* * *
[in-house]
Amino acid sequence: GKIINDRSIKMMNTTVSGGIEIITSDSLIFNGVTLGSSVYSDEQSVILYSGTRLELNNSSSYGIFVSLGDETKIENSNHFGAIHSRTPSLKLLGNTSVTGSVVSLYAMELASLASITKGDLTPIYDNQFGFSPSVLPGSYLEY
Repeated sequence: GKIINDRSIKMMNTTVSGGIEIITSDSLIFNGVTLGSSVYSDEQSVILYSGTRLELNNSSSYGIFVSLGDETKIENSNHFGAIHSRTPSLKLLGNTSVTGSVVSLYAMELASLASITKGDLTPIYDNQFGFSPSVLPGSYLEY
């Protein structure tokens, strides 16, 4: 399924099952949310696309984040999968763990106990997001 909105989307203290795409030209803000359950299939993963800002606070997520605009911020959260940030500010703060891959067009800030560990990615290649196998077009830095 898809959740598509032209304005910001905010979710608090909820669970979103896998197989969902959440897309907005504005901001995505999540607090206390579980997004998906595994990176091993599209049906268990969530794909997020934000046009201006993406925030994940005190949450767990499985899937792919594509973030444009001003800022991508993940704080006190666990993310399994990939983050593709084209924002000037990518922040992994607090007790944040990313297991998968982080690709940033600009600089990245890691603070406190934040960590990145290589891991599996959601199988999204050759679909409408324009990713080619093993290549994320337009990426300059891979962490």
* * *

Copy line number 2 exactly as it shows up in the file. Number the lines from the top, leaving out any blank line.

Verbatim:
Amino acid sequence: GKIINDRSIKMMNTTVSGGIEIITSDSLIFNGVTLGSSVYSDEQSVILYSGTRLELNNSSSYGIFVSLGDETKIENSNHFGAIHSRTPSLKLLGNTSVTGSVVSLYAMELASLASITKGDLTPIYDNQFGFSPSVLPGSYLEY